But then, hey, it's why when a building gets landmarked it can bankrupt the owner. Too keep a building even looking like it used to, forget about using "period" repair items, tends to drive out owners without lots of extra cash on hand. Too many folks don't really care much about what happens to the owners of such properties, just that their perfectly imagined bits of history are preserved in amber.

Here's a great little detail for the transportationally minded: horse, cars, and trolleys, all living together.


Tuesday, June 17, 2014

Richmond Terrace and Heberton Avenue - March, 1927

One of the things I can never quite wrap my head around as I do my excavation of the history of Staten Island's North Shore is the amount of destruction that's taken place over the years. Now, I that word as a negative term, simply a descriptive one. Whole blocks of buildings have come and gone over the past centuries. Some commercial buildings have been demolished and replaced with apartments. Others have been torn down and the lots remain vacant decades later.

It's a little discombobulating to realize streets I have grown up on and lived on for nearly fifty years were drastically different once. Nothing in a city stays the same for long. Populations change and grow. Technologies advance and require different infrastructures. I used to get upset about the physical changes on the Island, but now I've come to understand they've always happened and will continue to forever.

So...Richmond Terrace and Heberton Avenue, 1927. First, looking toward (Port) Richmond Avenue. The changes here are the most extreme. I'm not sure any of the buildings in the old photo are still standing. Nothing of the buildings on the right (the waterside) remains at all.

Richmond Terrace and Heberton Avenue - looking west

The next picture is the same intersection (natch), facing toward Jewett Avenue. Here, the changes are as severe and you can even spot some of the same buildings today as in the 1927 shot.  The building that housed the Willy's-Knight Overland dealership on the right is still there being used for an auto repair shop. Several other buildings on both sides of the Terrace can be seen as well.


Richmond Terrace and Heberton Avenue - looking east

Thursday, May 22, 2014

Moving Right Along - Van Duzer Trolley Tracks Again


Looking north on Van Duzer Street from corner of Beach Street - 1926 vs. today

The building on the right side was still standing when I was a kid. On the Beach Street side (unseen) was a dry cleaners and a pet store. We'd always stop and look in the window on the way up from shopping in Stapleton.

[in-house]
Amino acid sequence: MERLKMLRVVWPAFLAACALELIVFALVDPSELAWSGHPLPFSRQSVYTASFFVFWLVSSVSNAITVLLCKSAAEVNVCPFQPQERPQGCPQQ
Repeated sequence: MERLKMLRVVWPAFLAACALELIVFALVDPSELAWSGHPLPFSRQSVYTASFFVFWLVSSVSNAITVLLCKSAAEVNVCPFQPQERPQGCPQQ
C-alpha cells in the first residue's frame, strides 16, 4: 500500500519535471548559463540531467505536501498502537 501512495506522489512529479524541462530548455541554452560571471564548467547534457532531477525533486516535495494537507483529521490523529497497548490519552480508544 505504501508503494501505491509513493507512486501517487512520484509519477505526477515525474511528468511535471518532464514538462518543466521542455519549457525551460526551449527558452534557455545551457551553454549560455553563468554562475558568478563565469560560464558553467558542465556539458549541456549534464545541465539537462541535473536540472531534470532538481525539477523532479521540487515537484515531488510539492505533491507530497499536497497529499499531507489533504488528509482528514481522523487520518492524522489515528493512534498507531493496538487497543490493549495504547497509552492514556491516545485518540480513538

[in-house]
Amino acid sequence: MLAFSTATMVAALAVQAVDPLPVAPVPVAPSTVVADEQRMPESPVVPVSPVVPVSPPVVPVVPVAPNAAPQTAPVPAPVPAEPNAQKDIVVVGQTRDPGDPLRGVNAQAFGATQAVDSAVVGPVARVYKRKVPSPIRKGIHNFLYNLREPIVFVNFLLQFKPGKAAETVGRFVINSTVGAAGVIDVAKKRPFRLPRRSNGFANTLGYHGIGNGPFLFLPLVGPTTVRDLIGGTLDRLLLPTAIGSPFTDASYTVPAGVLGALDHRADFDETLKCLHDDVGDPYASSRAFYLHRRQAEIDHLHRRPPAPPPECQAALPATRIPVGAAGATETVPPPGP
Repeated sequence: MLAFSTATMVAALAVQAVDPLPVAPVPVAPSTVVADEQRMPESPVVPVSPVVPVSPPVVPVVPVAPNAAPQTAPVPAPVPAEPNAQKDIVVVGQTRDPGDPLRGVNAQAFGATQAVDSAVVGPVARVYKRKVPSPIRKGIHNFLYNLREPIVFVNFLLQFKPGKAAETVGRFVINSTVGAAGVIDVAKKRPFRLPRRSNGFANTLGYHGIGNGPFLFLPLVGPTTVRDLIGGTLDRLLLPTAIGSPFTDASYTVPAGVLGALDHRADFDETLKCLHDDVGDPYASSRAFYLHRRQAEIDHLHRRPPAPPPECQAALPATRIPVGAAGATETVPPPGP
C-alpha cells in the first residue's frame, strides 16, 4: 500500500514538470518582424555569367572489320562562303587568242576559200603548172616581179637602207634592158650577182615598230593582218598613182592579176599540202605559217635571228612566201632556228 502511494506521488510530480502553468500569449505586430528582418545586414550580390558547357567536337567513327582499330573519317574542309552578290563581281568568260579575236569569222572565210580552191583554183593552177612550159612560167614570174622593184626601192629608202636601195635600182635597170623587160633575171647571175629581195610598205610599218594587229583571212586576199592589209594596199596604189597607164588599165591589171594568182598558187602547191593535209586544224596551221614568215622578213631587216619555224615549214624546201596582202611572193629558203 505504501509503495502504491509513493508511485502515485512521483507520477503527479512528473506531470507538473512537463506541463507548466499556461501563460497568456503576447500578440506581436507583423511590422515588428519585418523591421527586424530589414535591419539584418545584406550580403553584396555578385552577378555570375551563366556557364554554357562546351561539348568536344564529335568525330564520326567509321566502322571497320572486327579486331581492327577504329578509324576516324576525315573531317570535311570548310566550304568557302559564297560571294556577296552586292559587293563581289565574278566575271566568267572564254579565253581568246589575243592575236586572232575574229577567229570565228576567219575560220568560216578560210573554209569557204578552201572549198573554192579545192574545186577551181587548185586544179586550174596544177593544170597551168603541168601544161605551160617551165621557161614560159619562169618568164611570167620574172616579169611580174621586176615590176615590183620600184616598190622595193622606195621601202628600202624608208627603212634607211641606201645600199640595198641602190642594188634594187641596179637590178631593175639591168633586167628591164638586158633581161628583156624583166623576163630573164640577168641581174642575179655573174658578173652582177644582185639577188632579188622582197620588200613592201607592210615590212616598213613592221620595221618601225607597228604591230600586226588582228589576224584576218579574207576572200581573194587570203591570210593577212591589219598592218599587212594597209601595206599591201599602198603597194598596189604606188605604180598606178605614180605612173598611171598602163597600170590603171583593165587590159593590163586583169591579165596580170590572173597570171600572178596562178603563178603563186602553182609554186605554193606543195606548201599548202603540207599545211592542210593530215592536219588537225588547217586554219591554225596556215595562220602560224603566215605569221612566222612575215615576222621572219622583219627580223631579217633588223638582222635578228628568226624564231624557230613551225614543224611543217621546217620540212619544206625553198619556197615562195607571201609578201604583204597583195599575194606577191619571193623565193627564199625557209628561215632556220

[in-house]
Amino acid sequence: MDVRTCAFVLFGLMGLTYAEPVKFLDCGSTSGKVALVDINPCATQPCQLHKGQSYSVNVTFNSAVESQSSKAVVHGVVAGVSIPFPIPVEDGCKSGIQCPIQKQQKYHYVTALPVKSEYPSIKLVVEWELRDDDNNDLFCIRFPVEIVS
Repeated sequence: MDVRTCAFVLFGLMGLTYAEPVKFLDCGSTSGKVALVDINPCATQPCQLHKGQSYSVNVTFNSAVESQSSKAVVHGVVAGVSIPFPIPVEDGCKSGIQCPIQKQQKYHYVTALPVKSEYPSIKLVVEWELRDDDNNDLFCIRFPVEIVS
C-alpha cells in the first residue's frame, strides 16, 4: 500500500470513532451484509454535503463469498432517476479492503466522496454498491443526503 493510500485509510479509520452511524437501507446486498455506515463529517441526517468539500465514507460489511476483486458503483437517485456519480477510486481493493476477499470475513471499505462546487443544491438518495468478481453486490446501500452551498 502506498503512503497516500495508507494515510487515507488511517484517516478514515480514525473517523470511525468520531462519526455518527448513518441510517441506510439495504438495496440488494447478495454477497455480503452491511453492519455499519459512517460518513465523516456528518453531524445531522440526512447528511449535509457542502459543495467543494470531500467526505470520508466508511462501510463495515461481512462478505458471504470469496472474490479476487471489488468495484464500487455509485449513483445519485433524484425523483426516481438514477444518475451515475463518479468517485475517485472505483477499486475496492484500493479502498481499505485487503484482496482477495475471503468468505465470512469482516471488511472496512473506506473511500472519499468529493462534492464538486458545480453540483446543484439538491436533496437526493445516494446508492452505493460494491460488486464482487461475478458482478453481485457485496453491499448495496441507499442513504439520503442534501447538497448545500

northeast corner of Van Duzer and Beach Streets 1926 vs. today 
Roulston's was a Brooklyn based grocery store chain that collapsed when the owner died.



looking north along Van Duzer from the corner of Prospect Street
1923 vs. today
That large building on the right is indeed the long gone German Club (along with the Germans of Staten Island). I was told that the large hall was where the giant painting of Christ's ascension behind the altar at Trinity Lutheran was prepared there as it was the only available place big enough at the time.


Close up detail and 1917 map.

Thursday, May 15, 2014

Midland Railroad Company Trolley Tracks - Van Duzer Street - part 1

I haven't posted much on this site over the past few years because it's become hard to find the sorts of things that interest me. I've used up most of the decent pictures on the NYPL site pertaining to the North Shore, and I'm too lazy busy to spend time going through the microfiche at the St. George Library of the WPA pictures.

That said, I've become invigorated lately to try and do more (thanks, Mr. Cancemi!). I don't want this site and it's attendant facebook group to die, so I was hit by a strong urge to do some research today.

I've discovered that entering a street name into the NYC Archives can lead to some exciting things. Today, I uncovered a huge cache of pictures showing the track of the Midland Railroad Company's Midland Beach Line along Van Duzer Street. They're from between 1921 and 1925 and show some remarkable stuff.

I'm going to put up the first batch today and the rest over the next few weeks. Zoomed in, there's some incredible detail and I want highlight that. I think one of them shows the German Club that I've read about but never actually seen before. Another has the original Staten Island Academy/Elk's Club. This is some great stuff.


Looking at Water Street from the foot of Wright Street

In the 1926 photo on the left you can see the bulk of the original PS 14 rising up above the library. It's interesting how much remains. In the contemporary picture you can't seen the abomination wrought on the Stapleton Library. Forget the hideous glass extension. The beautiful columned entrance with its heavy wooden door has been closed off. The disregard for the original structure is astonishing.


Looking up Wright Street 1. 1926   r. 2014

This is one of my favorite discoveries today. I had no idea what Wright Street looked like whatsoever. Even when I was a kid none of these buildings in the foreground existed. The left corner was occupied by an ugly box of a building that upstairs housed, first, the Golden Cue pool hall, and second, Wright Toy & Hobby. Later Ross Cosmetics used the space.


Van Duzer Street 
looking north from the top of Wright Street. l. 1926 r. 2014

The mansion on the left and many of the storefronts on the right still exist nearly unchanged. I wish the block didn't look quite as shabby as it does, but it's still one of my favorite. Oh, yeah, I forgot to mention the trolley tracks visible in the roadbed in each of the old timey photos. 

So that's part one. The next posts will take us north along Van Duzer with stops at most of the cross streets along the way. I hope you enjoy the trip.